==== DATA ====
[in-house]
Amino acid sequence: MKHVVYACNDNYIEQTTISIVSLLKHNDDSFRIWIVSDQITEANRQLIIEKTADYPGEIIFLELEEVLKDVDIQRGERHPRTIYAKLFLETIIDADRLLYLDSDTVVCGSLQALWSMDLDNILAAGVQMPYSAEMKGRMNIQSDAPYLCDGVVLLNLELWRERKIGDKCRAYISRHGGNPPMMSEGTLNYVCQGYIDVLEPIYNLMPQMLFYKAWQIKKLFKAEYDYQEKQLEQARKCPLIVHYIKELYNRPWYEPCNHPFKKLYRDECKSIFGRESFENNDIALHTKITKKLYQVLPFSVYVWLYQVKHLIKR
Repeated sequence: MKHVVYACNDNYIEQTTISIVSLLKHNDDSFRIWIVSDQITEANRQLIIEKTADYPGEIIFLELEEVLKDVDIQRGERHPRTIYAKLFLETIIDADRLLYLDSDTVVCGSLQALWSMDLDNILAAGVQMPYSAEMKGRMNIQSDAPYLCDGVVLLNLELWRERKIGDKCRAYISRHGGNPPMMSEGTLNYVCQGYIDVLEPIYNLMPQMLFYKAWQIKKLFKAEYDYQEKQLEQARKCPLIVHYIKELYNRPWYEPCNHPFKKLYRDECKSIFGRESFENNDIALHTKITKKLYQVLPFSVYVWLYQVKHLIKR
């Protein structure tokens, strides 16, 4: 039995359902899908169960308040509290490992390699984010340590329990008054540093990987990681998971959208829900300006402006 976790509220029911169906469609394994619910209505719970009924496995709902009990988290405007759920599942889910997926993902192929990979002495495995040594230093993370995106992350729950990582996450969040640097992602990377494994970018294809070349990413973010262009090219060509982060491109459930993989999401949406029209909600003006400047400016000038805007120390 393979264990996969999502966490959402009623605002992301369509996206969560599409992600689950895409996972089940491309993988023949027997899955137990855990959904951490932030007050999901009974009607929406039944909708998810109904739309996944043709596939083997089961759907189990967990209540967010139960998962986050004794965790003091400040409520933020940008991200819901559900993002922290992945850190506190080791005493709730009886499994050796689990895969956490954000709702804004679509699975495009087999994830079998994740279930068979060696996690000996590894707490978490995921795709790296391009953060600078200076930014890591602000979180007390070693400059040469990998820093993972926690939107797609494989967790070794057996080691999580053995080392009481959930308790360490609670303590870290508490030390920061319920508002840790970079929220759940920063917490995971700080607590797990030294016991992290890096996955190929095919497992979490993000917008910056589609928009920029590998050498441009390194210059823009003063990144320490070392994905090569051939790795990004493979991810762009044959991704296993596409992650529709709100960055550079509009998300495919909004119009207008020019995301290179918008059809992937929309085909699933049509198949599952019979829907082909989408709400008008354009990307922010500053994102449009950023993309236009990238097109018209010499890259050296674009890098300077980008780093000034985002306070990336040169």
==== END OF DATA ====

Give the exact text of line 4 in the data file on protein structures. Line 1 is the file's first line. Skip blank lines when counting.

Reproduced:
């Protein structure tokens, strides 16, 4: 039995359902899908169960308040509290490992390699984010340590329990008054540093990987990681998971959208829900300006402006 976790509220029911169906469609394994619910209505719970009924496995709902009990988290405007759920599942889910997926993902192929990979002495495995040594230093993370995106992350729950990582996450969040640097992602990377494994970018294809070349990413973010262009090219060509982060491109459930993989999401949406029209909600003006400047400016000038805007120390 393979264990996969999502966490959402009623605002992301369509996206969560599409992600689950895409996972089940491309993988023949027997899955137990855990959904951490932030007050999901009974009607929406039944909708998810109904739309996944043709596939083997089961759907189990967990209540967010139960998962986050004794965790003091400040409520933020940008991200819901559900993002922290992945850190506190080791005493709730009886499994050796689990895969956490954000709702804004679509699975495009087999994830079998994740279930068979060696996690000996590894707490978490995921795709790296391009953060600078200076930014890591602000979180007390070693400059040469990998820093993972926690939107797609494989967790070794057996080691999580053995080392009481959930308790360490609670303590870290508490030390920061319920508002840790970079929220759940920063917490995971700080607590797990030294016991992290890096996955190929095919497992979490993000917008910056589609928009920029590998050498441009390194210059823009003063990144320490070392994905090569051939790795990004493979991810762009044959991704296993596409992650529709709100960055550079509009998300495919909004119009207008020019995301290179918008059809992937929309085909699933049509198949599952019979829907082909989408709400008008354009990307922010500053994102449009950023993309236009990238097109018209010499890259050296674009890098300077980008780093000034985002306070990336040169």